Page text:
Historic Blue Beet Destroyed in Blaze
Newport Beach lost a reminder of its history Friday morning when fire gutted the 74-year-old Blue Beet Cafe near the Newport Pier.
The bar and restaurant, one of the oldest in Orange County, “went up like a torch” Friday morning shortly before 4, said Jim Borchard, a painter who was working inside when the blaze started. Borchard said he didn’t smell the smoke because of the paint odor but saw the flames and ran from the building unharmed.
No one was injured, fire officials said. Firefighters contained the blaze shortly after 5 a.m. and it did not spread to nearby buildings, Capt. Axel Zanelli said. A cause will not be determined until firefighters can clear the rubble of the collapsed roof, he said.
Sid Soffer, who managed the Blue Beet for 18 years and who owns the building, stared at the ruins on Friday morning. “You don’t have feelings after a while--this is my third fire” in buildings he has owned, he said. “You’d go crazy if you fell apart every time something like this happens.”
Fred Accuardi, owner of the Blue Beet, said he would rebuild the cafe.
The Blue Beet had long been a gathering place in Old Newport for local residents. “It was like your typical neighborhood pub,” said Kathi Shannon, 32, a hair stylist at the Just Splendid beauty salon next door. “It was my favorite place. I went there all the time.”
Blue Beet manager Robert Lewis said that the cafe, which also served Italian-style seafood, had been increasingly successful “for about a year. We were becoming less and less seasonal.”
Soffer recalled reports of the early days before he bought the Blue Beet in 1960. It was originally called Stark’s of Newport Beach, and it had an antique bar from Cripple Creek, Colo., which remained a centerpiece until Friday’s fire. The bar had at least two name changes before Soffer bought it and renamed it.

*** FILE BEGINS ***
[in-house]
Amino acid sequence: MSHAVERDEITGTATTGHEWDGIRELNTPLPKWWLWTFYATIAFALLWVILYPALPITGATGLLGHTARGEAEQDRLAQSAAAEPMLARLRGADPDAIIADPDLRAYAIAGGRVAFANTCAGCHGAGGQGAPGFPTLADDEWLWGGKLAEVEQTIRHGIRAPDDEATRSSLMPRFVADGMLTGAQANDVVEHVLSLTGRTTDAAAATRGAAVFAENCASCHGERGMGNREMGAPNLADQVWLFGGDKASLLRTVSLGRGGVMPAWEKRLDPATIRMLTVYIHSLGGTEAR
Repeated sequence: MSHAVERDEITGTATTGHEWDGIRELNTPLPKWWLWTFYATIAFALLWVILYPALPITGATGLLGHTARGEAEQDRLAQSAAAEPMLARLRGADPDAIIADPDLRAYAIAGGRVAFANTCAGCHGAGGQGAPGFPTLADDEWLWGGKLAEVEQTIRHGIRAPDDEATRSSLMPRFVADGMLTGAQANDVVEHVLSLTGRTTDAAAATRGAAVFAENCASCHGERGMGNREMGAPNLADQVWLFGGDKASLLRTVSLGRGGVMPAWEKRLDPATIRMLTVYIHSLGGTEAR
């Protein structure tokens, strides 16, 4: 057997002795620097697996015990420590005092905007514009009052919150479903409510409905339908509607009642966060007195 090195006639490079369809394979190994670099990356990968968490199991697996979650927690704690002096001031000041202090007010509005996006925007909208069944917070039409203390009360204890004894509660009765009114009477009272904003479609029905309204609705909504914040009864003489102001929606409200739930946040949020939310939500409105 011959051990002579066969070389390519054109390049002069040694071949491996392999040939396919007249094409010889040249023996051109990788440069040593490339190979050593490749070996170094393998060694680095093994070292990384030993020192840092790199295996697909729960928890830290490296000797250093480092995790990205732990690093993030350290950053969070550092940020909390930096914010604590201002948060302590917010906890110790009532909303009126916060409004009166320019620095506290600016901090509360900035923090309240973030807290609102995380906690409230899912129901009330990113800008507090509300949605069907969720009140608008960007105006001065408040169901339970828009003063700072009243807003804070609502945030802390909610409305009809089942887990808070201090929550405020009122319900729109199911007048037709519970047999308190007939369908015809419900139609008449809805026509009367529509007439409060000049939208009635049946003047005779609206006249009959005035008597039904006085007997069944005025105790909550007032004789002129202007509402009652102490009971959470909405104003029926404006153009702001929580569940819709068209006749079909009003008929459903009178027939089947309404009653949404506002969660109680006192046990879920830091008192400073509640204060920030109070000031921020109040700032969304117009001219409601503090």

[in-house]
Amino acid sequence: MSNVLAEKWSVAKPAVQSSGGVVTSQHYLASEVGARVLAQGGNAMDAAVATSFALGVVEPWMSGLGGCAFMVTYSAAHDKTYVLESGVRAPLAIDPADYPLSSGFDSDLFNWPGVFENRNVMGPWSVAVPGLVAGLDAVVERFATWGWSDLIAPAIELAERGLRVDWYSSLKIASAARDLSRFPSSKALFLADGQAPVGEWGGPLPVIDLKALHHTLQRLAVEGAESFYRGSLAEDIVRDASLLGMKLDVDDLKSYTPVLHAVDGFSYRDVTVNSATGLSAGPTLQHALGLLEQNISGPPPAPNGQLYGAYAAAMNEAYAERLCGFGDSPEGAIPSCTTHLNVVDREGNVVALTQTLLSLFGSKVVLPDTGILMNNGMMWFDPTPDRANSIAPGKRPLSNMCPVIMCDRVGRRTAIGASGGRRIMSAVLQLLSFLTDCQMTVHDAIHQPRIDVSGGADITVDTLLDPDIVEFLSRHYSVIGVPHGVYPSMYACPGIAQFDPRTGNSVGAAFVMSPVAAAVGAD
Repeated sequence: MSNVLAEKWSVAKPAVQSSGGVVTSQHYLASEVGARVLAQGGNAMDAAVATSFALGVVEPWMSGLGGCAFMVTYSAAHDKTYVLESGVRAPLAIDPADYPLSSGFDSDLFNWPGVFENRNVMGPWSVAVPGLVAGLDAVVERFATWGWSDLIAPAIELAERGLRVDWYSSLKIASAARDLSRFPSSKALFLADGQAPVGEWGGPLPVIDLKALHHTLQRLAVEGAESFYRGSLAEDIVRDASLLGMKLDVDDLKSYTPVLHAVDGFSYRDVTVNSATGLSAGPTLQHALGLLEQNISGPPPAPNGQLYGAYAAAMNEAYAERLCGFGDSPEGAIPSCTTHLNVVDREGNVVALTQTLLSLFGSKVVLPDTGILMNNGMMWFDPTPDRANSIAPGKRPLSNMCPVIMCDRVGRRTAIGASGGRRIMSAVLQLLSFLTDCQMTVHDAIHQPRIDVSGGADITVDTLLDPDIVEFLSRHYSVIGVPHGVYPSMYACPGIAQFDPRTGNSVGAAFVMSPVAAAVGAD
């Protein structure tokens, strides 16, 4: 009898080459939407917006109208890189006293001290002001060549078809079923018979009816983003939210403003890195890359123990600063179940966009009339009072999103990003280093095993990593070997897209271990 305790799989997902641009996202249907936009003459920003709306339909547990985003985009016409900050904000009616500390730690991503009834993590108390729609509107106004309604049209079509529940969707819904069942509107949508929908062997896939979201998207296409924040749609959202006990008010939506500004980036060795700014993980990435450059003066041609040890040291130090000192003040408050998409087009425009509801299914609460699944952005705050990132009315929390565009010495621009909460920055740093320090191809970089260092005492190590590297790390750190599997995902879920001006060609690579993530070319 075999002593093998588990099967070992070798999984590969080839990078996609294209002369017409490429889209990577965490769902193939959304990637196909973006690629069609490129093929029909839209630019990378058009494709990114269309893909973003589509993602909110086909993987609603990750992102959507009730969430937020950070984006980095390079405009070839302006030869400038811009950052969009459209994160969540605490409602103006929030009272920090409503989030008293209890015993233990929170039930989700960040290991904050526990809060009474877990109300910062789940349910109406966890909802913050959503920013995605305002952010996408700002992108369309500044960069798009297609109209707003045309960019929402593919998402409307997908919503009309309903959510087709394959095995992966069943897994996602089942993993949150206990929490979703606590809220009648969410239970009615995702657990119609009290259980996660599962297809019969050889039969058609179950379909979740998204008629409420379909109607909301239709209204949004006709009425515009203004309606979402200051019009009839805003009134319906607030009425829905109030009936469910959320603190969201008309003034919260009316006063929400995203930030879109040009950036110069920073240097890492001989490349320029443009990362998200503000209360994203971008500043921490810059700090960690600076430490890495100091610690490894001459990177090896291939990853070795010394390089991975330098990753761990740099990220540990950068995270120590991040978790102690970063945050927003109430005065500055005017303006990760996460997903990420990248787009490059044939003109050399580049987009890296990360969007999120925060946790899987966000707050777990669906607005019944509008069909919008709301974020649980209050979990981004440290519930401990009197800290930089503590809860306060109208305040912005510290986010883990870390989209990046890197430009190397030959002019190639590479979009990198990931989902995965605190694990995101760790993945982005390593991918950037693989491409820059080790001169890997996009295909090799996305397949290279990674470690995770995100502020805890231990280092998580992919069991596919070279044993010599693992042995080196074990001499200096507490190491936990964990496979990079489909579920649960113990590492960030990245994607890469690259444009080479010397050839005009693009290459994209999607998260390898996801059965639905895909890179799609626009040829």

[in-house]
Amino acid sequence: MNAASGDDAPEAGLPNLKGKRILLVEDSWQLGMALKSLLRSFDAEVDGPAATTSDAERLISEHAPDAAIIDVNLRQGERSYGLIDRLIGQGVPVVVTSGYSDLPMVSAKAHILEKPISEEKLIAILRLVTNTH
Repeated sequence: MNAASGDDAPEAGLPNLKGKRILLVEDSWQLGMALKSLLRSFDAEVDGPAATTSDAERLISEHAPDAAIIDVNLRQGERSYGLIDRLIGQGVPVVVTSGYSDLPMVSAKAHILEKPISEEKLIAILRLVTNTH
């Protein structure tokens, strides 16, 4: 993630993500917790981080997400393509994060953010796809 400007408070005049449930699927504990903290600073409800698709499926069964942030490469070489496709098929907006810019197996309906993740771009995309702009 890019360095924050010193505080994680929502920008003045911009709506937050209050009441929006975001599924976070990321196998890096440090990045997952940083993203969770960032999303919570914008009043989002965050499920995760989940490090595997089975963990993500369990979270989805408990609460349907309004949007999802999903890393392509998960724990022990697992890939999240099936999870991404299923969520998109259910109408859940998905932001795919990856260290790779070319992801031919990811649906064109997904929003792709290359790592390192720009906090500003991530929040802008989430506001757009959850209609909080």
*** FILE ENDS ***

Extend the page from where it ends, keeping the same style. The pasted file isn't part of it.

The bar was one of the last places in California to abolish slot machines and other gambling at the beginning of the ‘50s, Soffer said. When it burned, the Blue Beet still housed an oak table used for card games during the gambling era, he said.
In the ‘60s, Soffer said, the bar was famous for poetry readings and live flamenco guitar music, and was a favorite hangout for “electronic engineer-types” in their 30s.
The Blue Beet also featured live acts such as comedian Steve Martin and Peter Tork of the Monkees, Soffer said.
Soffer closed the bar and restaurant in the late 1970s after several skirmishes with city and Health Department officials, who he claimed were trying to harass him with regulations. He kept the building but sold the Blue Beet, which passed to two owners before it was sold to Accuardi in 1981.
Fire officials had no monetary estimate on damage. The inside of the restaurant was destroyed, but the brick walls remained, preventing the blaze from spreading.
Lewis estimated a loss of at least $150,000, but Soffer said that asking for a damage estimate was “like asking how much your daughter is worth.”
Lewis had managed the Blue Beet for five years. He said many of the 20 employees had been working there since Accuardi bought it. “We’ll all be looking for jobs now,” he said.
Many of those who worked in the vicinity were saddened by the loss. “I moved here from Alaska two years ago, and this was the first nice place I stumbled into,” Shannon said. “It had a really comfortable atmosphere.”
“It’s just really sad,” said 19-year-old Michelle Melendez, a clerk at nearby Henry’s Groceries.
Accuardi, however, remained optimistic. “We are going to rebuild this place,” he said. “The Monday night linguine special will live on.”